Building An Ultrasonic Levitation Rig

Levitation may sound like magic, but there are a wide variety of physical phenomena that can be manipulated to generate the desired effect. In this case, [Mirko Pavleski] has built a rig capable of levitating small, lightweight particles through the use of ultrasound.

The rig uses a 60W ultrasonic transducer, operating at approximately 40 KHz, to generate a standing wave in combination with a reflector – essentially a rigid piece of material off which sound waves can be bounced. The interaction between the sound waves as they are emitted from the transducer and bounce off the reflector creates what is known as a standing wave, wherein there are areas of high and low amplitude that do not move in space. These areas correspond to the wavelength of the emission from the transducer, and allow lightweight pieces of styrofoam to be placed in to the low amplitude areas, where they are held in place by the wave.

It’s quite astounding the first time you see it in action, as the tiny particles appear to simply float in the air apropos of nothing. We’ve explored deeper applications of the technique before, too. Video after the break.

12 thoughts on “Building An Ultrasonic Levitation Rig

  1. ” We’ve explored deeper applications of the technique before, too.”

    Seem to remember speculation ages ago about that being how massive stones were moved. Of course this is the same age where pyramid power was a thing as well. Gotta keep those razor blades sharp.

  2. Assuming reasonable sensitivity for the transducer, and some directionality arising from the surface under the transducer, 6W could easily exceed a 100dB SPL within a few feet of the levitation rig, with implications for temporary threshold shifts or inner ear injury.

    caveat levitator!

    1. Only very little of the power is converted into sound. The rest is dissipated internally in the transducer. Keep in mind that these transducers are meant to impart power to a metal container of water, and air is too light in weight to provide good power transfer from the transducer.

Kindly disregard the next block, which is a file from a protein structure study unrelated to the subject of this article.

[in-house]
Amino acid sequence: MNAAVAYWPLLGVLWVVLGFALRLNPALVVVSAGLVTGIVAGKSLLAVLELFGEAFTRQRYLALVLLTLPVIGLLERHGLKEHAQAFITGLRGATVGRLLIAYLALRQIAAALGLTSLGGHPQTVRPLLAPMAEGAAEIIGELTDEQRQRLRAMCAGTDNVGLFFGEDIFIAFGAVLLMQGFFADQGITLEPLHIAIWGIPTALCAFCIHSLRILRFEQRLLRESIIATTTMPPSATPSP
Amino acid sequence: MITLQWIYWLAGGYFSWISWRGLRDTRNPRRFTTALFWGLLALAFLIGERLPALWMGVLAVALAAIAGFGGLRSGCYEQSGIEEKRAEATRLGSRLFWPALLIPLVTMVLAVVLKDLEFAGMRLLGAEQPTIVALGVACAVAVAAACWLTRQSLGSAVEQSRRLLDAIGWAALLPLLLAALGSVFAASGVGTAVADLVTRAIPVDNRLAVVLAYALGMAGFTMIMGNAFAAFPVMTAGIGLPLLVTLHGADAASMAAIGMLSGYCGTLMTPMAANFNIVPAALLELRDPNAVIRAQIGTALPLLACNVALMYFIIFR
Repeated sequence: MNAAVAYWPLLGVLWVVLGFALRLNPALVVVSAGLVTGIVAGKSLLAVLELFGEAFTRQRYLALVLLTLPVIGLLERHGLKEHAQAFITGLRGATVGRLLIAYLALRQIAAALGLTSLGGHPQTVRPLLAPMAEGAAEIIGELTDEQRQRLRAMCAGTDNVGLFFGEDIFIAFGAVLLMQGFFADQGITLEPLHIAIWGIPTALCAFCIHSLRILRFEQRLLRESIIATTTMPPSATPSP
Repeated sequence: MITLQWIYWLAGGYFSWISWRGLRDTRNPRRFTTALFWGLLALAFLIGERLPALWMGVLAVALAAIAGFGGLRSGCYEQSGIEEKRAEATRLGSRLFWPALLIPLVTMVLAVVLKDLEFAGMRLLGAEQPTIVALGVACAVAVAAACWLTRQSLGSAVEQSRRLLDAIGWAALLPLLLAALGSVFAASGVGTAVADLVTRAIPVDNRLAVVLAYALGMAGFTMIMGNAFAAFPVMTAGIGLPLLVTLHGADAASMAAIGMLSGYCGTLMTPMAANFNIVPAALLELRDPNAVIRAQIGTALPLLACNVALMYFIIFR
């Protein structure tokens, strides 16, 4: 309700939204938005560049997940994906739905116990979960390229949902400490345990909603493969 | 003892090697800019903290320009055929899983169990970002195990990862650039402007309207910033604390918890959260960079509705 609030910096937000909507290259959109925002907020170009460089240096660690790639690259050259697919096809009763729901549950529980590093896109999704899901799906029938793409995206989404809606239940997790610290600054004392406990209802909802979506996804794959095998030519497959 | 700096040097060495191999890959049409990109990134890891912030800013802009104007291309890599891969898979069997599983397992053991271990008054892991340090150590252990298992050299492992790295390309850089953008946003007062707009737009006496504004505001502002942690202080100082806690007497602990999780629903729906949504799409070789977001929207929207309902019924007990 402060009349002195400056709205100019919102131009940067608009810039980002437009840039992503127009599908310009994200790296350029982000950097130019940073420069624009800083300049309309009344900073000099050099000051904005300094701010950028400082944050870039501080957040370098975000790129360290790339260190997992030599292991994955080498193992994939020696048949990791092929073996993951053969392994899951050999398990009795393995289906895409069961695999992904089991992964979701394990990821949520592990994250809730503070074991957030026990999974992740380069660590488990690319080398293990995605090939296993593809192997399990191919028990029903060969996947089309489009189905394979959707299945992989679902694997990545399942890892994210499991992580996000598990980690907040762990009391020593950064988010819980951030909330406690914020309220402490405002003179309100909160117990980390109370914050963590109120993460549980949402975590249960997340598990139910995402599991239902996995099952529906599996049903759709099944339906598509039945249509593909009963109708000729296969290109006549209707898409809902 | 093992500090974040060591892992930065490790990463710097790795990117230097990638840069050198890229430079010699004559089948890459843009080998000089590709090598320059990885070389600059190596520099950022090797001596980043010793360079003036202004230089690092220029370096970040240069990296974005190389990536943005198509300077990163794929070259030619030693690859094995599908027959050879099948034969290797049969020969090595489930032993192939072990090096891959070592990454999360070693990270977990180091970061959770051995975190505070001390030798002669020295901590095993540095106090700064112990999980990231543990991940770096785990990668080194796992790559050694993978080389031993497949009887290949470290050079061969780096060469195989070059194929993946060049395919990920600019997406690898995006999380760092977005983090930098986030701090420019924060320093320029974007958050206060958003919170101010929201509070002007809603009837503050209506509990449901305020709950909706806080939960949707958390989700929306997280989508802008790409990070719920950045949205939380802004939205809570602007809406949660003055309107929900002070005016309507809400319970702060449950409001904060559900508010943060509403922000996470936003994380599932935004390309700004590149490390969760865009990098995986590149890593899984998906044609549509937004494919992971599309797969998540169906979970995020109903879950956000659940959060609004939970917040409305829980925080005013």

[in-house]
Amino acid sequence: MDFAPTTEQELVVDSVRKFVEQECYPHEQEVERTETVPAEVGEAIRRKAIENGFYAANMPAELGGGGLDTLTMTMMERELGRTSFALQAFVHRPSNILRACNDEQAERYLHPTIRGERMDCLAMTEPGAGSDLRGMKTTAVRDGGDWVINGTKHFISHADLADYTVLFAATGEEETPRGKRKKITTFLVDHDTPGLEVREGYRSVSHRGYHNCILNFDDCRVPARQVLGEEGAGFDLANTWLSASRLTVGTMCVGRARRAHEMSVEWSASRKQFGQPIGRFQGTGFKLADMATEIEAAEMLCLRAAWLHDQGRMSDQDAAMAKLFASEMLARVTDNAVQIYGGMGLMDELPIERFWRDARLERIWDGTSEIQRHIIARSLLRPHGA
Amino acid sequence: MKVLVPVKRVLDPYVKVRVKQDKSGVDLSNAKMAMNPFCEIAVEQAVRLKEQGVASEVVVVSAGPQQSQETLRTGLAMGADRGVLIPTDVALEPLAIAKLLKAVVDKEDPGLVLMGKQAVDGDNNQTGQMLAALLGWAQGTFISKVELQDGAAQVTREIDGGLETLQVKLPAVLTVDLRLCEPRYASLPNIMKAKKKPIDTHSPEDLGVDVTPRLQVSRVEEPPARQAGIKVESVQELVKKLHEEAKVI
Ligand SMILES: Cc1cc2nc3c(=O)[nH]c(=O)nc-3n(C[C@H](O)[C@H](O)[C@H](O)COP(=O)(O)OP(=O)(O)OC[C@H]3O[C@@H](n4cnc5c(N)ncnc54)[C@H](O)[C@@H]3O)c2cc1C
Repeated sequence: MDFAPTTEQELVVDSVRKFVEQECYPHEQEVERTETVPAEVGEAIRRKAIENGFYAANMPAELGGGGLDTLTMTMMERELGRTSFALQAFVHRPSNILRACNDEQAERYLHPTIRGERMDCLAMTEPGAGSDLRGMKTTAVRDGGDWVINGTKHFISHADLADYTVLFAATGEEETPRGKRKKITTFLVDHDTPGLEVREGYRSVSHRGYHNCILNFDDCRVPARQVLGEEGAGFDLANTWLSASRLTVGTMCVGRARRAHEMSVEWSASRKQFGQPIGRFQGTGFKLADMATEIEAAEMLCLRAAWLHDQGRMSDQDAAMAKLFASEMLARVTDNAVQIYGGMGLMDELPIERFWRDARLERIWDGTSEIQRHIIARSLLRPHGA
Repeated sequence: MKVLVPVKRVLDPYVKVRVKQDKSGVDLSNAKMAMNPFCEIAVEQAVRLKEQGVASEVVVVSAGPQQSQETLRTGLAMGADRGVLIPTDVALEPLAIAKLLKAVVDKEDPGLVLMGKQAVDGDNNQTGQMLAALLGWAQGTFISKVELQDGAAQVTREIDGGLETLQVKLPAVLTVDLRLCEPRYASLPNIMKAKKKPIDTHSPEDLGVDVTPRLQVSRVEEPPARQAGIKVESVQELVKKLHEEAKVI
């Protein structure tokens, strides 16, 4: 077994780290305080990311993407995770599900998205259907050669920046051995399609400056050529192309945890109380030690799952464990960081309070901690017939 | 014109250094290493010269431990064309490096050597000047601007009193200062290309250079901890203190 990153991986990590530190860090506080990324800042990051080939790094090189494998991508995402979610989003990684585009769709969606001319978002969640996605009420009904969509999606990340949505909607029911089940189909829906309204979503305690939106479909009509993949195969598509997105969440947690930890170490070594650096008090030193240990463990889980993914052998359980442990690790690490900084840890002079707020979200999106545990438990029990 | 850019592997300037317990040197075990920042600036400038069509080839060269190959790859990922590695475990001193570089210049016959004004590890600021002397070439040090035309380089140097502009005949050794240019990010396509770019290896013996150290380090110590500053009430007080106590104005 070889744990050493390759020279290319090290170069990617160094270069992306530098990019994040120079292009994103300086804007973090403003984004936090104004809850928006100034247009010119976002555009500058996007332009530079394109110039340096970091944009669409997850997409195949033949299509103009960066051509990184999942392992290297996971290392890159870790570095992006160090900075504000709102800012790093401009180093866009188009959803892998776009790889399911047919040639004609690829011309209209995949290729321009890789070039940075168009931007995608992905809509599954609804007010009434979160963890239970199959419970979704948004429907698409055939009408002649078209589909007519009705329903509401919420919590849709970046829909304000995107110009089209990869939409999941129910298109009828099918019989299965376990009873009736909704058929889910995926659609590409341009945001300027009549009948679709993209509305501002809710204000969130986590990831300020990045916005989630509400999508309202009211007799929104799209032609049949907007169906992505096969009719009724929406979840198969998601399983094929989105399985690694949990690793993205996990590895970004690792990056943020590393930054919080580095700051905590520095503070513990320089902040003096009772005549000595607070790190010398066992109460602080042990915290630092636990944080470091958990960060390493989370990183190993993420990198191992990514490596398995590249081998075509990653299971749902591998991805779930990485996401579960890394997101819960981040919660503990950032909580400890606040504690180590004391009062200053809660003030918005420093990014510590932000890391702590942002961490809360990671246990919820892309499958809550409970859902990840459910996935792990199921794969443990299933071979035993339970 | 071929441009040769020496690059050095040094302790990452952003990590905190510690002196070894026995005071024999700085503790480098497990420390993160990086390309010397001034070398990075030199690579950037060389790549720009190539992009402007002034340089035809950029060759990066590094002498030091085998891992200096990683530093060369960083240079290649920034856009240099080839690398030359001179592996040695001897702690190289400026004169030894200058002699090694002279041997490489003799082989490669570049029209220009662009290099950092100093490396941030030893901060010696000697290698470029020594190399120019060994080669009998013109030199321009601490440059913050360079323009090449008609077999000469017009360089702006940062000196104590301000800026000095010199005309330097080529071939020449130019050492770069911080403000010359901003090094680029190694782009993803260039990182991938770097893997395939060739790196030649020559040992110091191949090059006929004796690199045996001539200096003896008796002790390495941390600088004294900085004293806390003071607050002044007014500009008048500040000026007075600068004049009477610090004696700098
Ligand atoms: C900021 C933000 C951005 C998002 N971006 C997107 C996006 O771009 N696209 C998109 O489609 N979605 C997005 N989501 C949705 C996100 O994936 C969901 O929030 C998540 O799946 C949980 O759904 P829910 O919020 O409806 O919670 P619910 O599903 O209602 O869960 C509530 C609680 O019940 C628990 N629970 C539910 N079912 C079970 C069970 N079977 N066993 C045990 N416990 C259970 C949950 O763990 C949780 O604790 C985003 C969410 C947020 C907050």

3. Dear [Mirko Pavleski], FYI the IR2153[1] self-oscillating 600V half-bridge gate driver IC is an ancient part and not recommended for any new designs. The Internet is rife with IR2153 clones from China. Long ago International Rectifier (bought out by Infineon in 2013) released the IRS2153D[2] as a pin-for-pin replacement for both the IR2153 and IR2153D. First came the IR2153D which replaced the sometimes cranky external bootstrap diode needed by the IR2153 with an on-die diode. Later the IRS2153D did away with the bootstrap diode entirely and replaced it with an on-die MOSFET switch controlled by an on-die Bootstrap Drive block.[3][4] Like the IR2153 and IRS2153D, the IRS2153D comes in a 8-PDIP or 8-SOIC package.

    * References:

    1. Original IR2153

    2. Current IRS2153D

    3. IRS2153(1)D and IR2153(1)/IR2153(1)D Comparison

    4. Bootstrap Network Analysis: Focusing on the Integrated Bootstrap Functionality

  4. Ok, but this is nothing new or revolutionary. The first levitation was demonstrated by Bücks and Muller in 1933 who levitated alcohol droplets between a quartz crystal and a reflector. I just tried to describe an old and well-known experiment

  5. In addition to being a cool proof of concept I’m really digging the *appearance* of the project, such as the on-a-piece-of-wood construction and the fact that you can see all the components and their connections. At first I thought “Okay, this is on the floor of someone’s room” then looked at the right side and realized I got the scale completely wrong.

  6. I want to build sonar for an ROV. I’ve worked out the digital processing to find the echo, but my analog skills are weak. Is there a reference circuit I could use to drive these transducers?

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